There is truth in the conviction that “time heals all wounds.” But in New Orleans, exactly 10 years after one of the deadliest natural disasters in U.S. history—and easily the costliest—the adage has met its match. In this week’s expansive and forthright New York Times story documenting the city’s recovery, the portrait of an embattled community comes into focus. Despite tremendous strides in a literal rebuild of New Orleans, the city’s longstanding economical and racial hardships remain. Worse, thousands of displaced citizens, most notably the 100,000-strong diaspora of black residents, threaten to dilute an arts and music culture that once defined the Bayou’s crown jewel.
If only Hurricane Katrina were just a hurricane. Its implications—political, racial, economical, and so on—meant that this disaster had the potential to ravage one of America’s most iconic towns. For that very reason, the events engendered an outpouring of artistic commentary, not the least of which was presented in the form of sobering cinema. On the 10th anniversary of Hurricane Katrina, we take a look at three documentaries (and a narrative!) that attempt to share the ineffable tragedy and the personal stories of its victims.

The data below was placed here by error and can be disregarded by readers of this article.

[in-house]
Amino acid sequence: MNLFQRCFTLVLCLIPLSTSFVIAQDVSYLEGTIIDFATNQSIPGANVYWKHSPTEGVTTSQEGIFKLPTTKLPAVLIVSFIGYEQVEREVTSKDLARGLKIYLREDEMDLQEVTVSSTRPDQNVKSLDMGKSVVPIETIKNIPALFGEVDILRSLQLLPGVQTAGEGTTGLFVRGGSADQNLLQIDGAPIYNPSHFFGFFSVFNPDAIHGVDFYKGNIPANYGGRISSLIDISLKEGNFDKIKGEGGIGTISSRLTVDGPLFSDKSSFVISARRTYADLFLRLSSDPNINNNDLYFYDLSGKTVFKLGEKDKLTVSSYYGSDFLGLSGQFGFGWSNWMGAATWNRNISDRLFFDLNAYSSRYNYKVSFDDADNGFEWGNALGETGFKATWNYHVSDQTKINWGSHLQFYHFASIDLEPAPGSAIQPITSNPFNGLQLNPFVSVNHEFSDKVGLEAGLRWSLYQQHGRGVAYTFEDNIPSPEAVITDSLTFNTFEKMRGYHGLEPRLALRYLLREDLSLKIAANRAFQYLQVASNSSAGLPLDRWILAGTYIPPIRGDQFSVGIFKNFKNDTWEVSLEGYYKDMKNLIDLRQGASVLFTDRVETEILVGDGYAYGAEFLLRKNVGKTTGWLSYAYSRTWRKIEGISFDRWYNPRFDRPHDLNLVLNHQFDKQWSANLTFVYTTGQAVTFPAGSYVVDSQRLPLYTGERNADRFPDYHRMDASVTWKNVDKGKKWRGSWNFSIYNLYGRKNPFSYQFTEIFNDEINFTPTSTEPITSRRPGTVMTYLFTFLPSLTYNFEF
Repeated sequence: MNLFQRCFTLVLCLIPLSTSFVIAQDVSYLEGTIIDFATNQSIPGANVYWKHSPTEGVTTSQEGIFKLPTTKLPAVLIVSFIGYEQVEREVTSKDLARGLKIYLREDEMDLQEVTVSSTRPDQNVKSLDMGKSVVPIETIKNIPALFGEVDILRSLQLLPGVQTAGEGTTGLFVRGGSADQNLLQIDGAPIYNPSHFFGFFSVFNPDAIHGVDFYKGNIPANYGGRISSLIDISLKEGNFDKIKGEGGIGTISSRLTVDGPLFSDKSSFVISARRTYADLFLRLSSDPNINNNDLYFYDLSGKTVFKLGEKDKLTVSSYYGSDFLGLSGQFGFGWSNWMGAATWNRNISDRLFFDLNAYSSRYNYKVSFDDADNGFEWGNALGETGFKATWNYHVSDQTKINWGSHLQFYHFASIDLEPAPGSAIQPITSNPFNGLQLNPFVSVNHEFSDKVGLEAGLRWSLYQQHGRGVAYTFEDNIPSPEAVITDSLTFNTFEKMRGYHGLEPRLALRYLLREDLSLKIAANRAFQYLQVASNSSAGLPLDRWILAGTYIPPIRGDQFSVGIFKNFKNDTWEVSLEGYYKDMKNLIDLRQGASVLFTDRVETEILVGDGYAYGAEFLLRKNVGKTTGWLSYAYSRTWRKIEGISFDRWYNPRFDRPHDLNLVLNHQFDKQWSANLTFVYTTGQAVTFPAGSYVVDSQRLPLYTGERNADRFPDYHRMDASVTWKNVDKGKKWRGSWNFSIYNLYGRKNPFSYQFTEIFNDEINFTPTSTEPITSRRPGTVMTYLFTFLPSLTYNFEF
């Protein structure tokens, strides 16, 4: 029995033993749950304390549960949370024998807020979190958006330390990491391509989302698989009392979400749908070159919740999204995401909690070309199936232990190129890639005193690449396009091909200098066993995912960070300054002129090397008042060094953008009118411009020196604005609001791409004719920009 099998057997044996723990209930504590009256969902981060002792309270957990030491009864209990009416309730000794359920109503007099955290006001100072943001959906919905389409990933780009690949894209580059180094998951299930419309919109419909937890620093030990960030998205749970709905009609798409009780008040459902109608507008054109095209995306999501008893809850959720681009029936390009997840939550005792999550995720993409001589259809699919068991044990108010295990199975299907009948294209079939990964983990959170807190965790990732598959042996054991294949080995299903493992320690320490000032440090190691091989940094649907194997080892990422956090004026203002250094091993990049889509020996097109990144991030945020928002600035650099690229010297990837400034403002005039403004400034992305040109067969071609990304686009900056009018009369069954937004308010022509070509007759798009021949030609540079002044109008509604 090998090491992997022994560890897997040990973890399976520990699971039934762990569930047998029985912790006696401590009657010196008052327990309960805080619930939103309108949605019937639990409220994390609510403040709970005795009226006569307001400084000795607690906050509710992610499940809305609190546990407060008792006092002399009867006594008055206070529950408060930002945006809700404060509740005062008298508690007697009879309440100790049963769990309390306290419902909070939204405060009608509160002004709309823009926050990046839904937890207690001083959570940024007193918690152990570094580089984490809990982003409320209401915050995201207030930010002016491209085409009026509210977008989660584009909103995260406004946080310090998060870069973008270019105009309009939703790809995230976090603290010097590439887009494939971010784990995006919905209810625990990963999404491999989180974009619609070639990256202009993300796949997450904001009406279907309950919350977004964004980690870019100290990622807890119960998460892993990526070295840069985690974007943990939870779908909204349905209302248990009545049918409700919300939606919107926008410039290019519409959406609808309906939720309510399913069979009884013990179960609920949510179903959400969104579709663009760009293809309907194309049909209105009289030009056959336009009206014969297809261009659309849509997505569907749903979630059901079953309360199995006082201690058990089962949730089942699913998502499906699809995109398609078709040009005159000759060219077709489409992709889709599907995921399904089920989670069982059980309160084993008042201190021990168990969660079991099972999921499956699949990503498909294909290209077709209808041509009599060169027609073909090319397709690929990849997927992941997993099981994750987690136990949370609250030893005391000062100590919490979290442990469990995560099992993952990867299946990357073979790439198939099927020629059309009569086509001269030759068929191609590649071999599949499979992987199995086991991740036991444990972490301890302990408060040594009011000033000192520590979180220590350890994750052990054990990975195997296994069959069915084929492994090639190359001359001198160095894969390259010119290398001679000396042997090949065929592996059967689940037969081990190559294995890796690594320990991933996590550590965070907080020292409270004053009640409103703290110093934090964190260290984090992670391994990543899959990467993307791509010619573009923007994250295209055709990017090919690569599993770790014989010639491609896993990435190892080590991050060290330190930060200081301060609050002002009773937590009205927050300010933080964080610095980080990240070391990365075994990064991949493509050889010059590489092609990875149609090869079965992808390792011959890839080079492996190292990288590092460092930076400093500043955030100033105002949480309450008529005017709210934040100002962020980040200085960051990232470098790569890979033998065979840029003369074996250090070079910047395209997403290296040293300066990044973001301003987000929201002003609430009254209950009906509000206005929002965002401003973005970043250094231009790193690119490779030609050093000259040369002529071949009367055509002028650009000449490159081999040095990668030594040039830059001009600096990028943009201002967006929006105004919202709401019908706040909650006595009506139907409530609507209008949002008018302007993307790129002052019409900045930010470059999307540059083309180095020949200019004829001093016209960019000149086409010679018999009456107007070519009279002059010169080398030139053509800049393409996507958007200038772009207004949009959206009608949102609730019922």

In a poignant retelling of the day the levees broke in New Orleans, directors Carl Deal and Tia Lessin utilize terrifying raw home footage captured by a local couple during their struggle for survival and interlace it with interviews and media coverage to honor the story of Katrina’s victims. The result is an honest portrait of a ravaged town that’s been stripped of its spirited roots, but not only at the hands of Katrina.
When Derrick Evans discovers that corporate interests are threatening his ancestors’ gravesites in his hometown of Turkey Creek on the Mississippi Gulf Coast, he returns home to take a stand against a literal bulldozing of the land. But just as progress is in arm’s reach, Hurricane Katrina (and later the BP oil spill) presents yet another obstacle.
The film is streaming for free on World Channel through September 4th!
After embarking on a journey from New England to New Orleans, a pair of filmmakers share the stories of the disenfranchised victims of Katrina they encounter along the way. The Axe in the Attic offers a collage of human stories about the search for home following the displacement of Southerners after the tragedy. GoWatchIt.
Beasts of the Southern Wild film is set in a Louisiana bayou community where a ferocious six-year-old girl named Hushpuppy (Quvenzhané Wallis) and her temperamental father, Wink (Dwight Henry), prepare for an impending storm that has triggered a community exodus. With a folkloric tenor that dominates the narrative, Hushpuppy guides viewers on a heroic expedition that finds her stopping at nothing to mend her father’s frail heart, save her community, and instill strength in everyone—and everything—that she comes across.
While not a direct reference to Katrina, it's impossible to disassociate the themes addressed in Beasts with the drama that played out in real life. The film premiered at the 2012 Sundance Film Festival where it won the Grand Jury Prize for Dramatic and went on to receive numerous Oscar nominations. GoWatchIt.